Brian Howey: Should Indiana ‘swing for the fences’?


The Chicago Bears and White Sox are looking for new stadiums. The NFL franchise has purchased property in Arlington Park but is reportedly looking at sites from Waukegan (just south of the Wisconsin line), Naperville and Rockford as well as just south of Soldier Field. The Sox have been linked to Nashville.

I asked Brad Chambers, the former state Commerce secretary running for the Republican governor nomination, whether Indiana should make a play for the two franchises.

“Why don’t we swing for the fences in Indiana?” Chambers asked in response. “That’s exactly the line of thinking we should have. We are a great state with a great product. We should absolutely dream those big dreams. We have never been at this level of capital investment in state history. We proved it’s doable. Let’s shoot higher. Let’s shoot for the stars. I believe we could get them if we put our mind to it. The northern part of our state has enormous potential; enormous untapped potential.”

Chambers, who is facing U.S. Sen. Mike Braun, Lt. Gov. Suzanne Crouch, Eric Doden and Curtis Hill for the GOP nomination, has some credibility for his “let’s shoot for the stars” rhetoric. In the two years he spent at Commerce and the Indiana Economic Development Corp., he says he attracted a record $51 billion in investments to the state. As this May primary race heads into the homestretch, Chambers and Doden will both face questions about how much of these proposed investments panned out under their watch at IEDC.

Earlier this month, Virginia Gov. Glenn Youngkin announced the Washington Wizards and Capitals will be moving to a sprawling mixed-use stadium and entertainment district across the Potomac in Alexandria. Similar projects have been proposed in Atlanta, Las Vegas, Baltimore and St. Petersburg.

I asked Hammond Mayor Thomas McDermott Jr., about whether Indiana should seek these two pro franchises. “I’m as bullish on northwest Indiana as they come, but realistically, I doubt we could accommodate the Bears,” he said. “For that type of project you would need hundreds of acres. Maybe in the area of Gary you could find that kind of acreage available, but then again the Bears probably wouldn’t want to invest in that type of brownfield development.”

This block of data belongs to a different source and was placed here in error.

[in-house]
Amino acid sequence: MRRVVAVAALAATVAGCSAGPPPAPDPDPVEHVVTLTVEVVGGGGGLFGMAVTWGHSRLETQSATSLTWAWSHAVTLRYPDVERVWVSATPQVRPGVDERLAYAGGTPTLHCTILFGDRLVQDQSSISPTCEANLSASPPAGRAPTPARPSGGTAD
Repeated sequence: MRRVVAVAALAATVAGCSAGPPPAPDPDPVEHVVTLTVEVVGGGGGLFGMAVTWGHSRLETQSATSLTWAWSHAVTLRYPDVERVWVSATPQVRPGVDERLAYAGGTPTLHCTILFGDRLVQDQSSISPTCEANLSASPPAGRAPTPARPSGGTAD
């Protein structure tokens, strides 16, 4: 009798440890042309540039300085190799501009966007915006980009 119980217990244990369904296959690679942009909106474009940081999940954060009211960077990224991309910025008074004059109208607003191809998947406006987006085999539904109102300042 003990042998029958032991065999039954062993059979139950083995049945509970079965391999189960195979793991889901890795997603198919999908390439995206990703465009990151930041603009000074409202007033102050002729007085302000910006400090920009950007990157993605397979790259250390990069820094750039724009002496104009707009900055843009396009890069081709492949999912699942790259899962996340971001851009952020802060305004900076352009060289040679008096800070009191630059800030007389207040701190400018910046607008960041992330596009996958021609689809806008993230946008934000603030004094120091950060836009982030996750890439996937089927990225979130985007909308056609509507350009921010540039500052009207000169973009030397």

Chambers is bringing sprawling issues to this gubernatorial race. While at Commerce, he conceived the proposed Lebanon LEAP Innovation District in Boone County, that has resulted in Eli Lilly & Company’s biggest expansion in Indiana. It’s controversial because it relies on tapping water from the Wabash River watershed.

“We have a strategic advantage in water compared to the (U.S.) West,” Chambers told me. “It’s a strategic advantage that can power our economy. You want to manage that asset. That’s why you need a strategic water study that identifies where the abundance is, where it needs to be, and how to get there.”

He said Boone County has depleted water sources, but its location between Purdue University and Indianapolis make it a prime economic development site. “We can solve that problem by using in-bound economic development,” he explained. “Let’s take the burden off taxpayers. Let’s use in-bound new incremental revenues and economic development to solve that water problem; that water transportation problem, if the studies concluded that no one would be negatively affected.”

That kind of thinking may be viewed as reckless by some, and bold by others. More than 40 years ago, Indianapolis mayors Richard Lugar and Bill Hudnut had the audacity to plan and build a stadium — the Hoosier Dome — before there was an NFL team ready to play there.

That gamble brought in the Baltimore Colts, then the NCAA headquarters, Big Ten and collegiate championship games, and a sprawling sports portfolio that, along with the Indianapolis Motor Speedway, has become the city’s modern identity.

It was the proverbial swing for the fences.

Brian Howey is senior writer and columnist for Howey Politics Indiana/State Affairs, where this column was previously published. Find Howey on Facebook and X @hwypol. Send comments to [email protected].

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